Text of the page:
by Richard Westall
After the Battle of St Vincent, 14 February 1797, the Spanish fleet was blockaded in Cadiz harbour by the British. The inshore squadron of the fleet was commanded by Nelson. On 3 July he sent a bomb ketch close inshore to provoke a Spanish reaction. This proved successful and Nelson launched some armed ships’ boats to rescue it, with himself in his admiral’s barge. He was accompanied by John Sykes, his coxswain, and Captain Thomas Fremantle. Although significantly outnumbered, the barge was soon locked in combat with a Spanish launch. In hand-to-hand fighting, Sykes twice saved Nelson’s life.
Date painted: 1806
Oil on canvas, 86.4 x 71.1 cm
Collection: National Maritime Museum

centuriespast:

Nelson in Conflict with a Spanish Launch, 3 July 1797

by Richard Westall

After the Battle of St Vincent, 14 February 1797, the Spanish fleet was blockaded in Cadiz harbour by the British. The inshore squadron of the fleet was commanded by Nelson. On 3 July he sent a bomb ketch close inshore to provoke a Spanish reaction. This proved successful and Nelson launched some armed ships’ boats to rescue it, with himself in his admiral’s barge. He was accompanied by John Sykes, his coxswain, and Captain Thomas Fremantle. Although significantly outnumbered, the barge was soon locked in combat with a Spanish launch. In hand-to-hand fighting, Sykes twice saved Nelson’s life.

Date painted: 1806

Oil on canvas, 86.4 x 71.1 cm

Collection: National Maritime Museum

(Source: nowaves)

tags → #art #painting 
centuriespast:

Tokens
Charles D. Weldon (1855-1935)
by 1887
Oil on canvas
Pennsylvania Academy of the Fine Arts

centuriespast:

Tokens

Charles D. Weldon (1855-1935)

by 1887

Oil on canvas

Pennsylvania Academy of the Fine Arts

rfmmsd:

Artist:

Daliah Ammar

"Remember to Forget"

Oil on Canvas

(Source: behance.net)

tags → #art #painting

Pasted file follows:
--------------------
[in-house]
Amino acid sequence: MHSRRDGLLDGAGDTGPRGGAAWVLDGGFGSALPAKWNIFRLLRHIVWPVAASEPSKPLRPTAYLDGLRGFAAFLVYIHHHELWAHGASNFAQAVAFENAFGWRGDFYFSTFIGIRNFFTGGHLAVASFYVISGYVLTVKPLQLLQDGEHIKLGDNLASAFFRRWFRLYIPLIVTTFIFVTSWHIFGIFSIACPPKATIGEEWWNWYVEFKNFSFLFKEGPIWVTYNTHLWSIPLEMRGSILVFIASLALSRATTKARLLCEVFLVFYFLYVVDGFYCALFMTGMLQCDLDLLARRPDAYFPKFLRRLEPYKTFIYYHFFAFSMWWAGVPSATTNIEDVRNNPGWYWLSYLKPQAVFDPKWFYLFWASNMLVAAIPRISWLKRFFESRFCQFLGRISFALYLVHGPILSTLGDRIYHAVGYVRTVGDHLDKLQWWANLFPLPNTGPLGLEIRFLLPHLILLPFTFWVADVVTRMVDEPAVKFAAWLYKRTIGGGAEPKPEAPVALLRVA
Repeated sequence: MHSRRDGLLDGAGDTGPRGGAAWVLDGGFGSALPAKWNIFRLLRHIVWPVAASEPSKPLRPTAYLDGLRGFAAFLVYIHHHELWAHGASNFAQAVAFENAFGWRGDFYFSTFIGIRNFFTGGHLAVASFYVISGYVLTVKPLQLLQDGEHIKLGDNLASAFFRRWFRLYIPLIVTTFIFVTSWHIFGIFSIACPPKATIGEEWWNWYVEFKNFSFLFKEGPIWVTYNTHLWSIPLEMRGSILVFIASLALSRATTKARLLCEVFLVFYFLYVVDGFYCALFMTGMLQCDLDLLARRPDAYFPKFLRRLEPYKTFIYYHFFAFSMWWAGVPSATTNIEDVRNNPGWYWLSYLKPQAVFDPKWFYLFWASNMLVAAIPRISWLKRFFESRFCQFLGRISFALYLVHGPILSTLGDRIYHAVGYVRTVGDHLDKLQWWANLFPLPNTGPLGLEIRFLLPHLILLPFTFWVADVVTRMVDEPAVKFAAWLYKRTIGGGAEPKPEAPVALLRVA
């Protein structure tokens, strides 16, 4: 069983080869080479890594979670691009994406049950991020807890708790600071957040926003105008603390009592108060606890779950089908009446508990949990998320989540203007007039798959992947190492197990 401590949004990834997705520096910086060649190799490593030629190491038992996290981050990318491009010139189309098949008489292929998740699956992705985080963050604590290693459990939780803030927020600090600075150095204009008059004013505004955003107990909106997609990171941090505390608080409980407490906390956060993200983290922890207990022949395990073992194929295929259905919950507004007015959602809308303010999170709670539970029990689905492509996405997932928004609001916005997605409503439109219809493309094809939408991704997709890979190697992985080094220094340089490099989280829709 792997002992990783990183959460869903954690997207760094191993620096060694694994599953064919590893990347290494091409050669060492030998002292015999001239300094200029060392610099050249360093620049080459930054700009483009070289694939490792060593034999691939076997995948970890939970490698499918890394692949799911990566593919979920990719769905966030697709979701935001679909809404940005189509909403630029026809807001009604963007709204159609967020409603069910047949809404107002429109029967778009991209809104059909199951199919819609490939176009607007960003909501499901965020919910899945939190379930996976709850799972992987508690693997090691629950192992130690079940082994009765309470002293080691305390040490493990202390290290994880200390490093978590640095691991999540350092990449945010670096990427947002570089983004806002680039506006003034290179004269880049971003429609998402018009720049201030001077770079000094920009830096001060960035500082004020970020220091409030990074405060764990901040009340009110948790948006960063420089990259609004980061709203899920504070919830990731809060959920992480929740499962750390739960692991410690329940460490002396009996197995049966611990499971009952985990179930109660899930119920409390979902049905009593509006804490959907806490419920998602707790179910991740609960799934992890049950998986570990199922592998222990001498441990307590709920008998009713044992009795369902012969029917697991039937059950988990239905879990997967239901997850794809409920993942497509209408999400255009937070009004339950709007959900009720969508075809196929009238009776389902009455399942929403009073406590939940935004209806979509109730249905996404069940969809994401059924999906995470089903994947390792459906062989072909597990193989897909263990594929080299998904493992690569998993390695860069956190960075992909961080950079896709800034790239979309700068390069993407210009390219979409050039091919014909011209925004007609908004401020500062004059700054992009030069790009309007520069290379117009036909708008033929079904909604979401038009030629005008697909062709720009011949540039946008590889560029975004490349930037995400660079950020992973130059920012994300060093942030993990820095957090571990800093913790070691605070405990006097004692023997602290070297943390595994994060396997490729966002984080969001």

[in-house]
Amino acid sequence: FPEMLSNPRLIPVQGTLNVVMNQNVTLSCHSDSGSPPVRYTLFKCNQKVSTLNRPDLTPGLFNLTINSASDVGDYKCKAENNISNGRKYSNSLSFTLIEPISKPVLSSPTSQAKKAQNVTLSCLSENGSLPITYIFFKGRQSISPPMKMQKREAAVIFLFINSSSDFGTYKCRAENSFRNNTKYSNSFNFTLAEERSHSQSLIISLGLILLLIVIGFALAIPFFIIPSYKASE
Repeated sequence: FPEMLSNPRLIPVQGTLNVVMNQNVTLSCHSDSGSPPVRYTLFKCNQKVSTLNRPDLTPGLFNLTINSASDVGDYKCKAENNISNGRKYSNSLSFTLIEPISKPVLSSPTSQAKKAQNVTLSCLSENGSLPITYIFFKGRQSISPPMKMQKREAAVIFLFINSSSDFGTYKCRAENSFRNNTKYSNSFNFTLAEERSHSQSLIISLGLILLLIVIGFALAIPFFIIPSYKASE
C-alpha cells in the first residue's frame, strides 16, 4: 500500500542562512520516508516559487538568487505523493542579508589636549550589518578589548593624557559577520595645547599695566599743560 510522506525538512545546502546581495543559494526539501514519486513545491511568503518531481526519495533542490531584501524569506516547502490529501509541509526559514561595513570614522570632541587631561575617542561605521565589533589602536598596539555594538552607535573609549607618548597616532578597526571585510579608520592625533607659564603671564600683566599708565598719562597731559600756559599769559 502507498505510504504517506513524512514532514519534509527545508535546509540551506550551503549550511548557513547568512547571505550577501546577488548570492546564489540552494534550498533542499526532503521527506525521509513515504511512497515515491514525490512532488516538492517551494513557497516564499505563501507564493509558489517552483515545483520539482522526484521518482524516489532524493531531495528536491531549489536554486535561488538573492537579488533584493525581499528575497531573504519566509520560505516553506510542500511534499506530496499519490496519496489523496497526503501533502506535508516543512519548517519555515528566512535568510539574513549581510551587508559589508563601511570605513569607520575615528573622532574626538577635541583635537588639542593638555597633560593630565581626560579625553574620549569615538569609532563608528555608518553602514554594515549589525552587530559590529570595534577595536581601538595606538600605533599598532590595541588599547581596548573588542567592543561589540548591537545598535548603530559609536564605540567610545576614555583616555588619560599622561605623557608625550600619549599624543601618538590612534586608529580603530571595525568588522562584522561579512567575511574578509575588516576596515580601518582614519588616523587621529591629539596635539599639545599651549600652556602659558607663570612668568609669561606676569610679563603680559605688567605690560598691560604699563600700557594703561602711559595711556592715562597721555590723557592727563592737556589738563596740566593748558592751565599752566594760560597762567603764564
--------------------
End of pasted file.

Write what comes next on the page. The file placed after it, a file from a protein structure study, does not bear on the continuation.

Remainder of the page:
asylum-art:

The exquisite works of DZO Olivieron Behance

DARK and RED III

A series of acrylic paintings on canvas by DZO Olivier, a French artist graduated at the School of Fine Arts in Toulouse. The artist is attracted by all kinds of artistic expression. While working as a graphic designer he learned the techniques of image creation with a predilection for drawing. DZO Olivier likes to combine different styles and techniques.

 

 

elucipher:

asylum-art:

The Heavy Metal of Marilyn Minter (on Artsy)

In visceral and gaudy paintings, photographs, and video works, Marilyn Minter examines the relationship between the body, cultural anxieties about sexuality and desire, and fashion imagery. Minter is best known for glossy, hyperrealistic paintings in enamel on metal that depict closeups of makeup-laden lips, eyes, and feet—a liquid-dripping gold-toothed smile or a pair of glistening high heels splashing in metallic fluid. Strut (2004–5) portrays a muddied foot in a gem-encrusted high heel. Minter also photographs body parts seen through panes of wet glass, captured from characteristically dynamic and provocative angles that suggest the seductive, disturbing nature of glamour.

Herbert James Draper - The Lament for Icarus (1898)

(Source: missalsfromiram)

centuriespast:

DEGAS, EdgarAt the Café des Ambassadeurs1885Pastel on etching, 27 x 30 cmMusée d’Orsay, Paris

centuriespast:

DEGAS, Edgar
At the Café des Ambassadeurs
1885
Pastel on etching, 27 x 30 cm
Musée d’Orsay, Paris

manatopia.org